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Medical Science Monitor Basic Research


Bowel Puncture During Insertion of a Femoral Central Line in the Emergency Department

Unusual clinical course, Challenging differential diagnosis, Diagnostic / therapeutic accidents, Management of emergency care, Educational Purpose (only if useful for a systematic review or synthesis)

Bogdan M. Beca, Osama Loubani

Canada Department of Internal Medicine, University of Western Ontario, London, Ontario, Canada

Am J Case Rep 2020; 21:e924607

DOI: 10.12659/AJCR.924607

Available online: 2020-05-05

Published: 2020-06-16


BACKGROUND: Central venous catheter (CVC) insertion is commonly performed in the emergency department. The femoral vein is often chosen for insertion of CVCs due to its lower risk for complication. We present a rare complication of bowel puncture during insertion of a femoral CVC in the emergency department in a 46-year-old female.
CASE REPORT: A 46-year-old female with a history of partial gastrectomy and colostomy was transported to the emergency department after being found unconscious. Despite multiple attempts, intravenous access could not be obtained. The emergency physician proceeded to insert a left femoral CVC to obtain venous access. Ultrasound was not used due to perceived urgency, as well as a bedside assessment that the patient’s anatomy was straight forward. Stool-like material was aspirated upon inserting the introducer needle, which was quickly removed. An upright x-ray showed no free air, but due to the patient history, an exploratory laparotomy was performed. A single-side perforation in the mid-sigmoid with a small hematoma along the antimesenteric wall was found. The puncture was over sewn, and the patient recovered well; the patient’s initial presentation was ultimately considered to be due to medication misuse.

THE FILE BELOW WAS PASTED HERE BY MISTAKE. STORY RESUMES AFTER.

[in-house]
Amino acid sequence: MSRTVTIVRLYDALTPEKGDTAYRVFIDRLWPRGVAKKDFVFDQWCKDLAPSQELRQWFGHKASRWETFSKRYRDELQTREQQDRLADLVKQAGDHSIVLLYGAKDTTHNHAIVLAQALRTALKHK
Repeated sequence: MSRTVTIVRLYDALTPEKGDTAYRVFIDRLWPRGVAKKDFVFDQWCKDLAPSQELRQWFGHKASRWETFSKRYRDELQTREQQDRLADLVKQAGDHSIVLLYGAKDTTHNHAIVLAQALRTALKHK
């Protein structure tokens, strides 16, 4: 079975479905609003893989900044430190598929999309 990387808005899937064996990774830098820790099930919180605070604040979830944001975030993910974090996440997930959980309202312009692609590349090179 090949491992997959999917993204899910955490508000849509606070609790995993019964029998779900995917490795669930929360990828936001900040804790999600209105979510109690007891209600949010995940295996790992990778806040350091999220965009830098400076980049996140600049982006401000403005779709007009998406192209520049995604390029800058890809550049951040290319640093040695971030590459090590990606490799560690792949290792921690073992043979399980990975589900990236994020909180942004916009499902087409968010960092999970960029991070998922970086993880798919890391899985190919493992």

CONCLUSIONS: This case highlights the importance of using caution in blind attempts at femoral CVC in patients with prior abdominal surgery. It is also important to note the need to avoid insertion of CVCs without the use of ultrasound or when in a rush. If venous access is needed quickly, peripheral or intraosseous venous access can be obtained much more quickly and safely.

Keywords: central venous catheters, Intestinal Perforation, Ultrasonography